Starkey was stunned. The committee was supposed to solicit different viewpoints, and that was what she had done. "That's what democracy is," she said...
A request to interview Murphy and other planning officials was referred to Ellen Pilsecker, the county lawyer who argued the case. She said it was not anything Starkey said that got her removed, but her overall demeanor.
[Maura Larkins comment: When you have no facts to support your position, you claim that there was a "perception" that the person you don't like did something improper. It's hard to argue with such a claim, but I'm glad that Dr. Starkey did just that.]
"It was more of a perception issue," Pilsecker said. "What I have been told is it was supposed to be a group of people working together, and other members of that group did not feel she was being a team player."
Pilsecker also said that before Starkey was on the committee, she had been trying to obtain documents from the county under the state Public Records Act. Her lawyer had written the county to say that if not all the records were produced, Starkey might sue to get them -- a step that is allowed under the law.
[Maura Larkins comment: Starkey has the constitutional right to petition for redress of grievances. This is the same type of complaint that was made about Sally Smith.]
Pilsecker argued that it fueled the county's perception that Starkey would not be a cooperative member of the committee.
The lawsuit over Starkey's dismissal ended up in federal court. Starkey asked for a court order that would place her back on the committee, but District Judge Janis Sammartino ruled Starkey did not have a First Amendment right to a seat on the committee and sided with the county.
Pilsecker had argued that Starkey could come and speak to the committee as a member of the public.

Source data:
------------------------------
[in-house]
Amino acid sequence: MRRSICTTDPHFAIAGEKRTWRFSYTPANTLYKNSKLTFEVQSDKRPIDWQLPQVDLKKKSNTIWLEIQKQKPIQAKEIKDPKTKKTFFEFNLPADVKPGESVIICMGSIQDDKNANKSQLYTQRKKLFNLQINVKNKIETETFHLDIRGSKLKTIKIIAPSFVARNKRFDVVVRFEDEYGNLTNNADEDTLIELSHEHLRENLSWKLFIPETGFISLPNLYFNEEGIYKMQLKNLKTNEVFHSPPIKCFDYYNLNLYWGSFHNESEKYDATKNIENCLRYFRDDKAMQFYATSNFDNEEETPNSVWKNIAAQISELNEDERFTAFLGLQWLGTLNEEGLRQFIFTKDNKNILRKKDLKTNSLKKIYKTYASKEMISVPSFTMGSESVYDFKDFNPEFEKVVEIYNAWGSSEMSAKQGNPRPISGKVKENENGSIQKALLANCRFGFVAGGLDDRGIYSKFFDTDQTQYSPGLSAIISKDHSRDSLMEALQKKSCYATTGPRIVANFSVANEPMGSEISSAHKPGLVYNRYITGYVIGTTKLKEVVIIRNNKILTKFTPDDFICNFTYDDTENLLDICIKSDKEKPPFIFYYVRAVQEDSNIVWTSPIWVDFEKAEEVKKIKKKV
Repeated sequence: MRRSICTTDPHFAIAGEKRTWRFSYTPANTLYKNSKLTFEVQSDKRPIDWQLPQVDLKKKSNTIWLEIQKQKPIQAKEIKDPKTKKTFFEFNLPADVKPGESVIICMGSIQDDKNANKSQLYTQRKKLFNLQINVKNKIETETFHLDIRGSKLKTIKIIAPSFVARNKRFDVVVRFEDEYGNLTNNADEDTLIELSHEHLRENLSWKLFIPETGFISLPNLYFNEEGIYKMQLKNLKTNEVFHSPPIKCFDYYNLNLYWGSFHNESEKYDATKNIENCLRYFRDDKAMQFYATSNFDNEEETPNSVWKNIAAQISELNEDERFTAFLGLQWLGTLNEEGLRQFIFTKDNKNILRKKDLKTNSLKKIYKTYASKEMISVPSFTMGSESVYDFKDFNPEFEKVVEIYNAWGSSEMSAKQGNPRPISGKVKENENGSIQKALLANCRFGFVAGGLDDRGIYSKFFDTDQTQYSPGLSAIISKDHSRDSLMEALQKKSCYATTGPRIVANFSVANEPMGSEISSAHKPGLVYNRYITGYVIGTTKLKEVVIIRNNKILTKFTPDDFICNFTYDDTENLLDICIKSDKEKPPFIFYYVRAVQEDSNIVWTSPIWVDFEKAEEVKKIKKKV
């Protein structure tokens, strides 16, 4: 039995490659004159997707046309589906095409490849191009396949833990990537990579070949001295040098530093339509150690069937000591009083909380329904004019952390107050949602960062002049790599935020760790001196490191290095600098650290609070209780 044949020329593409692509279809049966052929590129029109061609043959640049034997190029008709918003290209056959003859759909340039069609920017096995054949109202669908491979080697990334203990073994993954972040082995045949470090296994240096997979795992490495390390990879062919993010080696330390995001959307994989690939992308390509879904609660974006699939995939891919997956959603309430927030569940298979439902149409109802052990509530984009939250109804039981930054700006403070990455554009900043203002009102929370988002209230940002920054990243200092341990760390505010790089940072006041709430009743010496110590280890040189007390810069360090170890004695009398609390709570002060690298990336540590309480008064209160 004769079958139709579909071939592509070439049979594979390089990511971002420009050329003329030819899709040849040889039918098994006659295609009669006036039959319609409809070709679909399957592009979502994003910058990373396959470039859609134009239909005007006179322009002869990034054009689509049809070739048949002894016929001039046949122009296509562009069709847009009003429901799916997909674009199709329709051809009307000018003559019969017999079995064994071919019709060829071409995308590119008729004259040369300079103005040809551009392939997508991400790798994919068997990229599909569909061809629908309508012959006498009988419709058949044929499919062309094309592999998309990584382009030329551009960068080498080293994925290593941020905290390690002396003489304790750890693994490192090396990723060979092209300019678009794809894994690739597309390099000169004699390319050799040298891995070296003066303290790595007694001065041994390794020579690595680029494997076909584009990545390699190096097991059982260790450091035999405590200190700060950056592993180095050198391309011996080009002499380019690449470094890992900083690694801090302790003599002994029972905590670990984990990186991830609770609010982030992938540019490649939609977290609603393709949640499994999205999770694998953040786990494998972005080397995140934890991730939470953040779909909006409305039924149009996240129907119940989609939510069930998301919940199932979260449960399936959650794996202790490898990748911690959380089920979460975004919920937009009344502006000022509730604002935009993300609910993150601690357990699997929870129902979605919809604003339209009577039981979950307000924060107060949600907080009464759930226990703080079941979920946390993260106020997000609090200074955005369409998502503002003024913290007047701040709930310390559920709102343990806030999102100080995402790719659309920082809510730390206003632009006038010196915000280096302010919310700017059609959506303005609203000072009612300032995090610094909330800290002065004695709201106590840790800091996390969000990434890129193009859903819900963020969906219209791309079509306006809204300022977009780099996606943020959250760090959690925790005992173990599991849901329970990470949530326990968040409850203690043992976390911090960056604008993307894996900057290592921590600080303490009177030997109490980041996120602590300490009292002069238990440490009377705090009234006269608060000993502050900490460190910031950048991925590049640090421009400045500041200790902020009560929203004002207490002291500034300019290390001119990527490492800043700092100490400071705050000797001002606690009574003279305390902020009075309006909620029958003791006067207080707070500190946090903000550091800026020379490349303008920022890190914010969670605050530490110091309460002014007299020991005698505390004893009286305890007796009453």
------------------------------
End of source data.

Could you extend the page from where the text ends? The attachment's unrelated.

But Guylyn Cummins, who argued the appeal for the cattlemen's association, said there is a distinct difference between speaking during the public comment portion and having a seat on the committee. (Cummins has also represented The San Diego Union-Tribune in First Amendment and public-records-access litigation.)
Moreover, Cummins said, Starkey's seven-paragraph statement was in response to a request from the committee...
> February 2008:
> Dr. Almeda Starkey is named to the East County Multiple Species Conservation Program steering committee as the representative of the San Diego-Imperial County Cattlemen's Association.
> May 28, 2008:
> Starkey reads a statement into the record during her second meeting.
> June 12, 2008:
> San Diego County officials inform the cattlemen that she is off the committee.
> September 2008:
> Starkey and the cattlemen sue the county, saying her First Amendment rights were violated and seeking her reinstatement on the committee.
> December 2008:
> Federal Judge Janis Sammartino rules in favor of the county. The case is appealed.
> August 2009:
> The 9th U.S. Circuit Court of Appeals rules in favor of Starkey and orders her reinstated.